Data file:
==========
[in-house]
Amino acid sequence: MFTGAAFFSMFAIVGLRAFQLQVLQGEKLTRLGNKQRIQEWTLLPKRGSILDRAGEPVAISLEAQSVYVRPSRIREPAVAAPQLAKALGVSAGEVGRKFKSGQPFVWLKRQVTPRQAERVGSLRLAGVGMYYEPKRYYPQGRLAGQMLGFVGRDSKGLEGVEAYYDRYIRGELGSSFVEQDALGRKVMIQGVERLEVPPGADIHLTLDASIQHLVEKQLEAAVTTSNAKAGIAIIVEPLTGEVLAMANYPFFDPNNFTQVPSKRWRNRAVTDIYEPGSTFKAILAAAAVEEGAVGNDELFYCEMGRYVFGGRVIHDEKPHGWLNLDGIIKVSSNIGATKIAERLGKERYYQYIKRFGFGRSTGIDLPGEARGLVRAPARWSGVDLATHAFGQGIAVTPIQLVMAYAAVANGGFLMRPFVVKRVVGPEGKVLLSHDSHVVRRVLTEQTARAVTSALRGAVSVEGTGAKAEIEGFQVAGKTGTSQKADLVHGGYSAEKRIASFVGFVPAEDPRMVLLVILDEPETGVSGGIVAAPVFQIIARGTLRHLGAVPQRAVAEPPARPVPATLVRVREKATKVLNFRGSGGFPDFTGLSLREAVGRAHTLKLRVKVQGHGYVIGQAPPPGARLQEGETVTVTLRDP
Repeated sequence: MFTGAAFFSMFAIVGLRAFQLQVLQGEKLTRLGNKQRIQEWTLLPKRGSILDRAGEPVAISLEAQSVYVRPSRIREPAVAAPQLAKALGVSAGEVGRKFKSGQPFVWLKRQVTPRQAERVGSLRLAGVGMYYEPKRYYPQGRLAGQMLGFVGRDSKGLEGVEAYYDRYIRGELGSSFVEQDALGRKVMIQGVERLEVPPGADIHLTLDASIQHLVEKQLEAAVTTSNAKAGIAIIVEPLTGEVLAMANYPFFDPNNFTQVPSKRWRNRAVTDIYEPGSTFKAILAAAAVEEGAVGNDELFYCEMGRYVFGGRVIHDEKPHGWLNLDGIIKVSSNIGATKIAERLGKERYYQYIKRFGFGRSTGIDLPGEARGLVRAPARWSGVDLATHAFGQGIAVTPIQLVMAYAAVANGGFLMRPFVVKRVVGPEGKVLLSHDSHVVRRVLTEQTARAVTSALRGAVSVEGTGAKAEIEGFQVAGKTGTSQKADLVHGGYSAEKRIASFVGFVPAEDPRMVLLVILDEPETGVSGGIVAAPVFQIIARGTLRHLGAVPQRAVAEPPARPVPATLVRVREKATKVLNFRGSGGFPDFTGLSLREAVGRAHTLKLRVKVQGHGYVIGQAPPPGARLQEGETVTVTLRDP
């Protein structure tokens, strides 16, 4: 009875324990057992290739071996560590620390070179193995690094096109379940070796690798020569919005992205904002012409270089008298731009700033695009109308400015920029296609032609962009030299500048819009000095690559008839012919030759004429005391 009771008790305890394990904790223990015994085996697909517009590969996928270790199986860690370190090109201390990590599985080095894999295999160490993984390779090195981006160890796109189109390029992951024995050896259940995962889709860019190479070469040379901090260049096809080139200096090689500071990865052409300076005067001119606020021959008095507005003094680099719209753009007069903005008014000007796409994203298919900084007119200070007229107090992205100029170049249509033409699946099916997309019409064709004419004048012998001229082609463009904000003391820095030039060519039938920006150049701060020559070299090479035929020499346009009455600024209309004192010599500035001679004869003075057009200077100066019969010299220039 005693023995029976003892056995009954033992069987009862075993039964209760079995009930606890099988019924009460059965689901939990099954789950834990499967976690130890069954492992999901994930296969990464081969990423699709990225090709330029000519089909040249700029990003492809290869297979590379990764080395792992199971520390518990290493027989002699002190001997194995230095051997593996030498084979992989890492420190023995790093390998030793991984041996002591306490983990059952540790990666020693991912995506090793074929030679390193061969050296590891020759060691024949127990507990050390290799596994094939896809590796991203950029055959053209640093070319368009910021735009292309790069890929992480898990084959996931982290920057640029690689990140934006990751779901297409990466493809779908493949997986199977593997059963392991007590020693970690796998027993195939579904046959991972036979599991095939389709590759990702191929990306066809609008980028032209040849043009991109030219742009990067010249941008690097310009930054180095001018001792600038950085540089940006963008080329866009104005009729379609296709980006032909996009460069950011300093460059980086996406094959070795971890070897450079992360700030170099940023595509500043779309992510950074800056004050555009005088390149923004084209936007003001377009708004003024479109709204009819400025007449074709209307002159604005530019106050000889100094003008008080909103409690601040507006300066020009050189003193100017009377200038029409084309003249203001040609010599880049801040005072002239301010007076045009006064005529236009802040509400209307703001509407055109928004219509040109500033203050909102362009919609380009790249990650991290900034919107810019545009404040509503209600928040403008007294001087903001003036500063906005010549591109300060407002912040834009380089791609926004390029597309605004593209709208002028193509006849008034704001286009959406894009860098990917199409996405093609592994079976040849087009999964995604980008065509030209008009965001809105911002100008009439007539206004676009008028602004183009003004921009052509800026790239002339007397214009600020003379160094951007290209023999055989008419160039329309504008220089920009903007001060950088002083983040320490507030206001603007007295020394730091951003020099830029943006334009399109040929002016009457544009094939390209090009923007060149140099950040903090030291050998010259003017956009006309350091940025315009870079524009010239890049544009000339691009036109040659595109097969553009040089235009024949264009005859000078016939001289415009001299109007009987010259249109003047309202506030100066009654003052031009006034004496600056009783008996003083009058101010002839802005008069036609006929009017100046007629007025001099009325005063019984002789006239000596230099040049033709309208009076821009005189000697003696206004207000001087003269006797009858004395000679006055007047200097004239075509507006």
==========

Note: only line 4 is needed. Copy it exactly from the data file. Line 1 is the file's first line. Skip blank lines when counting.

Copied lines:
């Protein structure tokens, strides 16, 4: 009875324990057992290739071996560590620390070179193995690094096109379940070796690798020569919005992205904002012409270089008298731009700033695009109308400015920029296609032609962009030299500048819009000095690559008839012919030759004429005391 009771008790305890394990904790223990015994085996697909517009590969996928270790199986860690370190090109201390990590599985080095894999295999160490993984390779090195981006160890796109189109390029992951024995050896259940995962889709860019190479070469040379901090260049096809080139200096090689500071990865052409300076005067001119606020021959008095507005003094680099719209753009007069903005008014000007796409994203298919900084007119200070007229107090992205100029170049249509033409699946099916997309019409064709004419004048012998001229082609463009904000003391820095030039060519039938920006150049701060020559070299090479035929020499346009009455600024209309004192010599500035001679004869003075057009200077100066019969010299220039 005693023995029976003892056995009954033992069987009862075993039964209760079995009930606890099988019924009460059965689901939990099954789950834990499967976690130890069954492992999901994930296969990464081969990423699709990225090709330029000519089909040249700029990003492809290869297979590379990764080395792992199971520390518990290493027989002699002190001997194995230095051997593996030498084979992989890492420190023995790093390998030793991984041996002591306490983990059952540790990666020693991912995506090793074929030679390193061969050296590891020759060691024949127990507990050390290799596994094939896809590796991203950029055959053209640093070319368009910021735009292309790069890929992480898990084959996931982290920057640029690689990140934006990751779901297409990466493809779908493949997986199977593997059963392991007590020693970690796998027993195939579904046959991972036979599991095939389709590759990702191929990306066809609008980028032209040849043009991109030219742009990067010249941008690097310009930054180095001018001792600038950085540089940006963008080329866009104005009729379609296709980006032909996009460069950011300093460059980086996406094959070795971890070897450079992360700030170099940023595509500043779309992510950074800056004050555009005088390149923004084209936007003001377009708004003024479109709204009819400025007449074709209307002159604005530019106050000889100094003008008080909103409690601040507006300066020009050189003193100017009377200038029409084309003249203001040609010599880049801040005072002239301010007076045009006064005529236009802040509400209307703001509407055109928004219509040109500033203050909102362009919609380009790249990650991290900034919107810019545009404040509503209600928040403008007294001087903001003036500063906005010549591109300060407002912040834009380089791609926004390029597309605004593209709208002028193509006849008034704001286009959406894009860098990917199409996405093609592994079976040849087009999964995604980008065509030209008009965001809105911002100008009439007539206004676009008028602004183009003004921009052509800026790239002339007397214009600020003379160094951007290209023999055989008419160039329309504008220089920009903007001060950088002083983040320490507030206001603007007295020394730091951003020099830029943006334009399109040929002016009457544009094939390209090009923007060149140099950040903090030291050998010259003017956009006309350091940025315009870079524009010239890049544009000339691009036109040659595109097969553009040089235009024949264009005859000078016939001289415009001299109007009987010259249109003047309202506030100066009654003052031009006034004496600056009783008996003083009058101010002839802005008069036609006929009017100046007629007025001099009325005063019984002789006239000596230099040049033709309208009076821009005189000697003696206004207000001087003269006797009858004395000679006055007047200097004239075509507006």